Pharmacy benefits management programs (PBMs) are under consideration by the U.S. Supreme Court thanks to a case they are currently hearing in which the court has been asked to define the scope of ERISA preemption regarding PBMs. The state of Arkansas sought and was granted certiorari in Rutledge v. Pharmaceutical Care Management Association. They want to know whether states have the ability, under the ERISA preemption clause, to regulate the rates charged by PBMs.
In order to decide the issue, the Supreme Court looks to many different sources of information. First and foremost, of course, the court looks at the briefs and oral arguments of each side. However, to further educate themselves on an issue and the likely repercussions of their decisions, the Court also solicits opinions from the Solicitor General and accepts briefs from non-party organizations who are knowledgeable on the subject.
ERISA Preemption of PBMs
PBMs manage prescription drug benefits. When someone purchases a prescription drug, the PBM bills the individual’s health plan and then reimburses the pharmacy. Currently, 36 states have passed legislation that regulates the rates a PBM charges. The issue raised by Arkansas is whether these state regulations are preempted by ERISA, leaving ERISA and not state legislation as the governing body of PBMs.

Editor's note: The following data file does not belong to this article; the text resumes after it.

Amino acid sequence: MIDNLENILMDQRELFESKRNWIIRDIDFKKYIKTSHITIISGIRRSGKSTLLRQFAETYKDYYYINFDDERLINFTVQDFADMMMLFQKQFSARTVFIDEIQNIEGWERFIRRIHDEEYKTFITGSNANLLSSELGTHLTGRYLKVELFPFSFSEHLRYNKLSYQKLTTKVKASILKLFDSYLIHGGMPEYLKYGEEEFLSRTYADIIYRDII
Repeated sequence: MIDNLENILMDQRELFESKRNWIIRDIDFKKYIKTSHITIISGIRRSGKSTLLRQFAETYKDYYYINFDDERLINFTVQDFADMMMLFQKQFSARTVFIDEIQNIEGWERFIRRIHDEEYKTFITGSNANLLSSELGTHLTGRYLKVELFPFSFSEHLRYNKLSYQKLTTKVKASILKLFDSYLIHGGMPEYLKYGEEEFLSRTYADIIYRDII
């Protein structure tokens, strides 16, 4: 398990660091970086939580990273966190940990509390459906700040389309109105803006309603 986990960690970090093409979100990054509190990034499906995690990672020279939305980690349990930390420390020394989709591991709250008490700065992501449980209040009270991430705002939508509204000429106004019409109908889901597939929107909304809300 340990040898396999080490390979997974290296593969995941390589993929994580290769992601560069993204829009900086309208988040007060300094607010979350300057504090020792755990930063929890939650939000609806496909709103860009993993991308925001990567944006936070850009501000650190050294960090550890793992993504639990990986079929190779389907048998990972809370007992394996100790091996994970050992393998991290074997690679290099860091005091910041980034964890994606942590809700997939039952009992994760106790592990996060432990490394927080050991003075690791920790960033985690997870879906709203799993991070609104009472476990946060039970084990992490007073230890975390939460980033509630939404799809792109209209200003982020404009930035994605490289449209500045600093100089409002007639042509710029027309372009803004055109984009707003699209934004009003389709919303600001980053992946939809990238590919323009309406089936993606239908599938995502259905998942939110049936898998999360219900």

Following many other states, Arkansas enacted a law in 2013 that regulated PBMs. This law included an appeals process for pharmacies to challenge the PBMs reimbursement rates, supposedly to protect pharmacies from below-cost reimbursements. This law applied to reimbursements from both ERISA-governed and non-ERISA-governed health plans.
The Arkansas district court found that ERISA preempted the law (as did Medicare Part D). On appeal, the Eighth Circuit affirmed the ERISA preemption but reversed the Medicare preemption. The Eighth Circuit held that the law included ERISA-covered PBMs and thus had a connection to employee benefit plans, meaning that ERISA was the controlling law. Arkansas argues that merely because the law touches ERISA governed plans does not mean there should be preemption, especially as it also covers plans that ERISA does not govern.
ERISA Preemption at the Supreme Court
With the circuits split over ERISA preemption of state PBM regulations, this case is of interest to many benefit organization, lawyers, and counselors. The Supreme Court is studying the case from many angles and asking the Solicitor General to submit an opinion means they are looking for a position statement from the United States. As of now, the Solicitor General has not filed his brief.